Canadian cities dominated Mercer’s North America ranking. Vancouver topped the regional list, followed by Ottawa (14), Toronto (15) and Montreal (23). Vancouver beat out the other top Canadian cities primarily because of their harsher winters, explained Luc Lalonde, a principal at Mercer Canada.
The region’s lowest-ranking city was Mexico City (122), preceded by four U.S. cities: Detroit (70), St. Louis (67), Houston (66) and Miami (65). Although Miami and Houston are popular destinations, factors such as crime, air pollution and traffic congestion could have affected their scores, said Lalonde.
In Central and South America, the quality of living varies substantially, according to Mercer. Pointe-à-Pitre, Guadeloupe (69), is the region’s highest-ranked city, followed by San Juan, Puerto Rico (72); Montevideo, Uruguay (77); Buenos Aires, Argentina (81); and Santiago, Chile (93).
Stable political environments, better infrastructure and pleasant climates are attractive features of cities in this region, Parakatil noted. “But many locations remain challenging due to natural disasters, such as hurricanes often hitting the region, as well as local economic inequality and high crime rates. Companies placing their workers on expatriate assignments in these locations must ensure that hardship allowances reflect the lower levels of quality of living.”
Singapore Tops Asia List
Singapore ranked highest in quality of living in Asia, followed by four Japanese cities: Tokyo (43), Kobe (47), Yokohama (49) and Osaka (57). Dushanbe, Tajikistan (209), is the lowest-ranking metropolis in the region. Mercer found that Asia’s quality-of-living standards ranged widely. So although life is continually improving in South Korea, issues such as air pollution detract from Chinese cities.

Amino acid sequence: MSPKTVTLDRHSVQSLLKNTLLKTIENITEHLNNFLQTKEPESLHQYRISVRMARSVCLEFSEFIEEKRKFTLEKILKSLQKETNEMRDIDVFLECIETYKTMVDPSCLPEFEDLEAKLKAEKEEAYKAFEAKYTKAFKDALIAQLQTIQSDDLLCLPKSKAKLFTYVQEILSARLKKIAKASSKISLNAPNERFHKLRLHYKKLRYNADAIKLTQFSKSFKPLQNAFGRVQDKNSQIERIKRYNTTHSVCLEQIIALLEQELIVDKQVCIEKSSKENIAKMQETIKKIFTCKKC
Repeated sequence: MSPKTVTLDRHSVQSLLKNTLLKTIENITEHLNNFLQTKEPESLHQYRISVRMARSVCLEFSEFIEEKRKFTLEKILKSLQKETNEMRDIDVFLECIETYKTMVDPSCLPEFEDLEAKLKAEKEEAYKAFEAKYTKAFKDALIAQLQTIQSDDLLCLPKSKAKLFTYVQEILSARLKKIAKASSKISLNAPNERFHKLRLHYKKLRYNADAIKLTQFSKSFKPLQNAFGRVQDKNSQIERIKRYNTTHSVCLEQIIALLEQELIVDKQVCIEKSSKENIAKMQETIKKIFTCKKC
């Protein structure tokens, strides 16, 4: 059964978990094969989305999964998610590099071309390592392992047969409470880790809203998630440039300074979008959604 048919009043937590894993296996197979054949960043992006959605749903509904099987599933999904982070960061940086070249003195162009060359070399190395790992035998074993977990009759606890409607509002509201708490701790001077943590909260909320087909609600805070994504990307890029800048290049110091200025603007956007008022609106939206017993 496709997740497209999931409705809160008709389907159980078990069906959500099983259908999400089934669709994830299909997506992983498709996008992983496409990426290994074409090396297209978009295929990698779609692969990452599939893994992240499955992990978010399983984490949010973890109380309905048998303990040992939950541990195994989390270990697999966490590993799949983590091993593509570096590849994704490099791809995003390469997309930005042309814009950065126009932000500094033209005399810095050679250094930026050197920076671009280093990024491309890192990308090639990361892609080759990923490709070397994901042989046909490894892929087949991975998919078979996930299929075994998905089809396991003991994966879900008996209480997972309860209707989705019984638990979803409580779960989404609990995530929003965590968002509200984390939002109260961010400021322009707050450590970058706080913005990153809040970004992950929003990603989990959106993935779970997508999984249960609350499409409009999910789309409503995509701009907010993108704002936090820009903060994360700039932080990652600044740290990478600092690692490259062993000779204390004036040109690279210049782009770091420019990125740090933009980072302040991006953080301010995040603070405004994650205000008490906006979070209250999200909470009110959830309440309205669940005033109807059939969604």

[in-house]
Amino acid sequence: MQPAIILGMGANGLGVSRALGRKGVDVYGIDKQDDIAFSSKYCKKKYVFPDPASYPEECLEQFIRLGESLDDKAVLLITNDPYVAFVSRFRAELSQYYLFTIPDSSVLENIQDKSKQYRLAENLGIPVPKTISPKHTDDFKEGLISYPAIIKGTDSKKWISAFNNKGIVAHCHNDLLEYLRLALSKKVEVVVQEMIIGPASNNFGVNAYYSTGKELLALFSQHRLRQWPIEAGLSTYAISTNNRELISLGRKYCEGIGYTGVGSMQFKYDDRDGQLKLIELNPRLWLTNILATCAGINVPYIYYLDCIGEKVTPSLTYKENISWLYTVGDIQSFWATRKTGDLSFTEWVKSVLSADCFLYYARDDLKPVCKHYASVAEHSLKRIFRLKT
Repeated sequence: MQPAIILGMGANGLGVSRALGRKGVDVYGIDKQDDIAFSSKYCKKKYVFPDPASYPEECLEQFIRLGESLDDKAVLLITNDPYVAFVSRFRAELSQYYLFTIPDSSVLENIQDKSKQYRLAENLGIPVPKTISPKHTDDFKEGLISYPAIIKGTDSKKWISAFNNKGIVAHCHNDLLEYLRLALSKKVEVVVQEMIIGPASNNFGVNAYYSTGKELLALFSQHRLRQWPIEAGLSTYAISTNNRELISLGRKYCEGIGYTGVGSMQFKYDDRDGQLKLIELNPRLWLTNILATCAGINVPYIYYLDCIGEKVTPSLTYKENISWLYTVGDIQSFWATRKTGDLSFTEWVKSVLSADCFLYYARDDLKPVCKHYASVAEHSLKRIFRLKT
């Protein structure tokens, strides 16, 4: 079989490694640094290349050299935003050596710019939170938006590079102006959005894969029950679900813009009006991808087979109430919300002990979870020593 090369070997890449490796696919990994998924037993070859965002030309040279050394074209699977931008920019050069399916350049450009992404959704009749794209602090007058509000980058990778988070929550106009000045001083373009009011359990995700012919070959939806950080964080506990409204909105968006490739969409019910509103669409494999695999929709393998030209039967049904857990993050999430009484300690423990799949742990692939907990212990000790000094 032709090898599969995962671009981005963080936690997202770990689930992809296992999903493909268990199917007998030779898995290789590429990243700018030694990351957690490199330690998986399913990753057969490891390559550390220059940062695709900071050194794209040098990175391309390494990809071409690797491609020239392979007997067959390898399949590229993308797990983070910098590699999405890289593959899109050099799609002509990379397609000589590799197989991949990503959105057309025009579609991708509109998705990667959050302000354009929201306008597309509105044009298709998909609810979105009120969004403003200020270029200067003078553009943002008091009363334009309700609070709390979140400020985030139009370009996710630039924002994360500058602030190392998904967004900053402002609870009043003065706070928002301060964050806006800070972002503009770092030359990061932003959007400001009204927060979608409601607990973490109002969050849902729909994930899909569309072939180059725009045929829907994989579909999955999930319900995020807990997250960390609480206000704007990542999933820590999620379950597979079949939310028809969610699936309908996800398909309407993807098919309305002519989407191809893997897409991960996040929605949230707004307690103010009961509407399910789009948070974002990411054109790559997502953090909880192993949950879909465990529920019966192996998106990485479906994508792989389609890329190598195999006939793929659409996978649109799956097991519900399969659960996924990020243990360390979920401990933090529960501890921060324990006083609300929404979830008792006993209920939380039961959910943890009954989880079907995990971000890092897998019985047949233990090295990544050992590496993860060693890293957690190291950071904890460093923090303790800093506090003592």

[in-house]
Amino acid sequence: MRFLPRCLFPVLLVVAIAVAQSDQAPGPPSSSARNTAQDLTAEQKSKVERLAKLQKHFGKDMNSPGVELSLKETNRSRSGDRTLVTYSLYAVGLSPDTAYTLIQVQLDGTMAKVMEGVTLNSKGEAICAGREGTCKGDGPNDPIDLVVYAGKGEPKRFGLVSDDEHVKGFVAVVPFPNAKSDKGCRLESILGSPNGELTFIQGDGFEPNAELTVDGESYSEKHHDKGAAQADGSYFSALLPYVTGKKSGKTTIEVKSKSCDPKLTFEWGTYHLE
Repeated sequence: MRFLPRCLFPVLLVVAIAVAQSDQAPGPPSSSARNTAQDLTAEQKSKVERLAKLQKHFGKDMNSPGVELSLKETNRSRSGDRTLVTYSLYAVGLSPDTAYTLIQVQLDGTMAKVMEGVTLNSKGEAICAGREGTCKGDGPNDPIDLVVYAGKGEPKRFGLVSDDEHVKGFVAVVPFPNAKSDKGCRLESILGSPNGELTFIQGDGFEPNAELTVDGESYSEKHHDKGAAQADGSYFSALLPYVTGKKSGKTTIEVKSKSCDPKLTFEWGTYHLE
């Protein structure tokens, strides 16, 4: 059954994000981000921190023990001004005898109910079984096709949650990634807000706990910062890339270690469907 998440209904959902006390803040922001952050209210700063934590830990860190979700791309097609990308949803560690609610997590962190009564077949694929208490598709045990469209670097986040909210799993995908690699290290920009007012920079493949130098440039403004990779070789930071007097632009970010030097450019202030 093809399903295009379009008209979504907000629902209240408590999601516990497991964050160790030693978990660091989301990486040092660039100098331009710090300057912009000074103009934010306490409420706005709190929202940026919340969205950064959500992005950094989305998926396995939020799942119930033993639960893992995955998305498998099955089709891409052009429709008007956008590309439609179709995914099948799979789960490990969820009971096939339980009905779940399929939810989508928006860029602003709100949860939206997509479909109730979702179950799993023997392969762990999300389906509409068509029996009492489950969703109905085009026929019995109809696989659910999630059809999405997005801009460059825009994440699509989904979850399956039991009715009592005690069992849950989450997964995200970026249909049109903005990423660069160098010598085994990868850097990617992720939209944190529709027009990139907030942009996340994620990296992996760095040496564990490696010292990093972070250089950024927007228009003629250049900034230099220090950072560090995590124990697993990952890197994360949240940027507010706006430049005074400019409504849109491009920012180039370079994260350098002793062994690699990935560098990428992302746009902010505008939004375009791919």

Many second-tier Asian cities have emerged as important business centers for multinational companies. Examples include Cheonan, South Korea (98), strategically located in an area where several technology companies have operations; Pune, India (139), which has developed into an education hub and home to IT and other high-tech industries; and Xian, China (141), host to financial, consulting and IT service companies.
Middle East, Africa Remain Challenging Regions for Business
At 73, Dubai was the highest-ranked city in the Middle East/Africa region, followed by Abu Dhabi, UAE (78); Port Louis, Mauritius (82); and Durban (85) and Cape Town, South Africa (90). Durban has been identified as an emerging city in this region because of the growth of its manufacturing industries and the increasing importance of its shipping port. Generally, though, this region is concentrated at the lower end of the quality-of-living rankings, with five out of the bottom six cities. Baghdad, Iraq (223), has the lowest overall ranking.
“The Middle East and, especially, Africa remain one of the most challenging regions for multinational organizations and expatriates,” said Parakatil. “Regional instability and disruptive political events—including civil unrest, lack of infrastructure, and natural disasters such as flooding—keep the quality of living from improving in many of its cities.”
Roy Maurer is an online editor/manager for SHRM.
Follow him at @SHRMRoy